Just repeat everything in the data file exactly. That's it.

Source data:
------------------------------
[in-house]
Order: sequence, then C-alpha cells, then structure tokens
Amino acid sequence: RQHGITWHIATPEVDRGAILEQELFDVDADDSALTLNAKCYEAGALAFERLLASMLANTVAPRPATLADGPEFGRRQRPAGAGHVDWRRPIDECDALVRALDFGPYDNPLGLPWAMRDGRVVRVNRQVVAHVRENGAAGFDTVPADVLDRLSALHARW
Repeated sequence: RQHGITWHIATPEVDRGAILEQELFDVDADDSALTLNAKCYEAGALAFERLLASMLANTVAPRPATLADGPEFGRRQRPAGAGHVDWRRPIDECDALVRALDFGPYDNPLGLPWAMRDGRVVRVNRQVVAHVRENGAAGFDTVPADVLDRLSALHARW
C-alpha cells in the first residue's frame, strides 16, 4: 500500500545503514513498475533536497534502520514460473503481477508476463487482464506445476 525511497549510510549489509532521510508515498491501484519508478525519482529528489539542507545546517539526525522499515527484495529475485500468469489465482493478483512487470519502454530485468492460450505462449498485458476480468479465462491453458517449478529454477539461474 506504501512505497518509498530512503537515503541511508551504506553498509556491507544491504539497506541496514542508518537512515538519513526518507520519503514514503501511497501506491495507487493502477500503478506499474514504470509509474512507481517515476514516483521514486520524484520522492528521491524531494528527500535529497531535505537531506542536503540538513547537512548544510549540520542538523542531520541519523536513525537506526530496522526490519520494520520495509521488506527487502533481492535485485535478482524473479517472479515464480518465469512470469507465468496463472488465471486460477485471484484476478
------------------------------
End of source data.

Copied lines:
[in-house]
Order: sequence, then C-alpha cells, then structure tokens
Amino acid sequence: RQHGITWHIATPEVDRGAILEQELFDVDADDSALTLNAKCYEAGALAFERLLASMLANTVAPRPATLADGPEFGRRQRPAGAGHVDWRRPIDECDALVRALDFGPYDNPLGLPWAMRDGRVVRVNRQVVAHVRENGAAGFDTVPADVLDRLSALHARW
Repeated sequence: RQHGITWHIATPEVDRGAILEQELFDVDADDSALTLNAKCYEAGALAFERLLASMLANTVAPRPATLADGPEFGRRQRPAGAGHVDWRRPIDECDALVRALDFGPYDNPLGLPWAMRDGRVVRVNRQVVAHVRENGAAGFDTVPADVLDRLSALHARW
C-alpha cells in the first residue's frame, strides 16, 4: 500500500545503514513498475533536497534502520514460473503481477508476463487482464506445476 525511497549510510549489509532521510508515498491501484519508478525519482529528489539542507545546517539526525522499515527484495529475485500468469489465482493478483512487470519502454530485468492460450505462449498485458476480468479465462491453458517449478529454477539461474 506504501512505497518509498530512503537515503541511508551504506553498509556491507544491504539497506541496514542508518537512515538519513526518507520519503514514503501511497501506491495507487493502477500503478506499474514504470509509474512507481517515476514516483521514486520524484520522492528521491524531494528527500535529497531535505537531506542536503540538513547537512548544510549540520542538523542531520541519523536513525537506526530496522526490519520494520520495509521488506527487502533481492535485485535478482524473479517472479515464480518465469512470469507465468496463472488465471486460477485471484484476478